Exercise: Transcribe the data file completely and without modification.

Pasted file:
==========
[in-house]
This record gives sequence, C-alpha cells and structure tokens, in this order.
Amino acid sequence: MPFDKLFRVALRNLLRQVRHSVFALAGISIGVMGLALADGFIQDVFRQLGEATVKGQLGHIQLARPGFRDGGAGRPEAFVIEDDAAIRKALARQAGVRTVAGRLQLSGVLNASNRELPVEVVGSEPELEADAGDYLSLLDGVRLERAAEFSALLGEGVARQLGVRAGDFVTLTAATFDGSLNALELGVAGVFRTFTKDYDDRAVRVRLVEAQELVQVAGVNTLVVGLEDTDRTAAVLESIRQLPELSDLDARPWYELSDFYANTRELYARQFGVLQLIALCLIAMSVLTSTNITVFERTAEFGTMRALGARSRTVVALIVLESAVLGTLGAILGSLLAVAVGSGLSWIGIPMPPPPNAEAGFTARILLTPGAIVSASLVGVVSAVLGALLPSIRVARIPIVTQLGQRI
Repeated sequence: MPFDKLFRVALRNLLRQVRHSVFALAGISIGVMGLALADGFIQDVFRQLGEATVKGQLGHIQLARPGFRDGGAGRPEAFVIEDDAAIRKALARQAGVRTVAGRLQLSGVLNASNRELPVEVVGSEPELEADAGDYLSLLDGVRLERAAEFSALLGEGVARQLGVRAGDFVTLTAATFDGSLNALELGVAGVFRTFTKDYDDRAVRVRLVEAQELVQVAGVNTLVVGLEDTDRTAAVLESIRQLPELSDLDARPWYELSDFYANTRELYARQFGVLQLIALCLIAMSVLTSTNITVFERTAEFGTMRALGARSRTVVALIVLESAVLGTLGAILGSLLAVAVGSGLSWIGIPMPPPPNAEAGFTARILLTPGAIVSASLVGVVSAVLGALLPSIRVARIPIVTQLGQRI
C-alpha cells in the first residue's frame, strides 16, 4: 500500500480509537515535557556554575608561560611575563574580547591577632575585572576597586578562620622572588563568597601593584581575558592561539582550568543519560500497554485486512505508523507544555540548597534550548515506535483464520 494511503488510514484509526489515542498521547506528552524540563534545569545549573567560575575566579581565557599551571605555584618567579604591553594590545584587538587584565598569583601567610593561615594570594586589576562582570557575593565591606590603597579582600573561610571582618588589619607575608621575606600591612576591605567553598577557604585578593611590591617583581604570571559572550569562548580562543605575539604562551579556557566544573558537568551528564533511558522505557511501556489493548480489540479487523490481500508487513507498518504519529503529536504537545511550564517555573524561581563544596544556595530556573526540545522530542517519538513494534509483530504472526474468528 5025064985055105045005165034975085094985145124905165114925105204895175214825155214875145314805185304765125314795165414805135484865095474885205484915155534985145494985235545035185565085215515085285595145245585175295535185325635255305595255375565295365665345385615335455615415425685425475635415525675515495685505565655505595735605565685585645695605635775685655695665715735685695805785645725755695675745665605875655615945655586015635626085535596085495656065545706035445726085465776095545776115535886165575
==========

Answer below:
[in-house]
This record gives sequence, C-alpha cells and structure tokens, in this order.
Amino acid sequence: MPFDKLFRVALRNLLRQVRHSVFALAGISIGVMGLALADGFIQDVFRQLGEATVKGQLGHIQLARPGFRDGGAGRPEAFVIEDDAAIRKALARQAGVRTVAGRLQLSGVLNASNRELPVEVVGSEPELEADAGDYLSLLDGVRLERAAEFSALLGEGVARQLGVRAGDFVTLTAATFDGSLNALELGVAGVFRTFTKDYDDRAVRVRLVEAQELVQVAGVNTLVVGLEDTDRTAAVLESIRQLPELSDLDARPWYELSDFYANTRELYARQFGVLQLIALCLIAMSVLTSTNITVFERTAEFGTMRALGARSRTVVALIVLESAVLGTLGAILGSLLAVAVGSGLSWIGIPMPPPPNAEAGFTARILLTPGAIVSASLVGVVSAVLGALLPSIRVARIPIVTQLGQRI
Repeated sequence: MPFDKLFRVALRNLLRQVRHSVFALAGISIGVMGLALADGFIQDVFRQLGEATVKGQLGHIQLARPGFRDGGAGRPEAFVIEDDAAIRKALARQAGVRTVAGRLQLSGVLNASNRELPVEVVGSEPELEADAGDYLSLLDGVRLERAAEFSALLGEGVARQLGVRAGDFVTLTAATFDGSLNALELGVAGVFRTFTKDYDDRAVRVRLVEAQELVQVAGVNTLVVGLEDTDRTAAVLESIRQLPELSDLDARPWYELSDFYANTRELYARQFGVLQLIALCLIAMSVLTSTNITVFERTAEFGTMRALGARSRTVVALIVLESAVLGTLGAILGSLLAVAVGSGLSWIGIPMPPPPNAEAGFTARILLTPGAIVSASLVGVVSAVLGALLPSIRVARIPIVTQLGQRI
C-alpha cells in the first residue's frame, strides 16, 4: 500500500480509537515535557556554575608561560611575563574580547591577632575585572576597586578562620622572588563568597601593584581575558592561539582550568543519560500497554485486512505508523507544555540548597534550548515506535483464520 494511503488510514484509526489515542498521547506528552524540563534545569545549573567560575575566579581565557599551571605555584618567579604591553594590545584587538587584565598569583601567610593561615594570594586589576562582570557575593565591606590603597579582600573561610571582618588589619607575608621575606600591612576591605567553598577557604585578593611590591617583581604570571559572550569562548580562543605575539604562551579556557566544573558537568551528564533511558522505557511501556489493548480489540479487523490481500508487513507498518504519529503529536504537545511550564517555573524561581563544596544556595530556573526540545522530542517519538513494534509483530504472526474468528 5025064985055105045005165034975085094985145124905165114925105204895175214825155214875145314805185304765125314795165414805135484865095474885205484915155534985145494985235545035185565085215515085285595145245585175295535185325635255305595255375565295365665345385615335455615415425685425475635415525675515495685505565655505595735605565685585645695605635775685655695665715735685695805785645725755695675745665605875655615945655586015635626085535596085495656065545706035445726085465776095545776115535886165575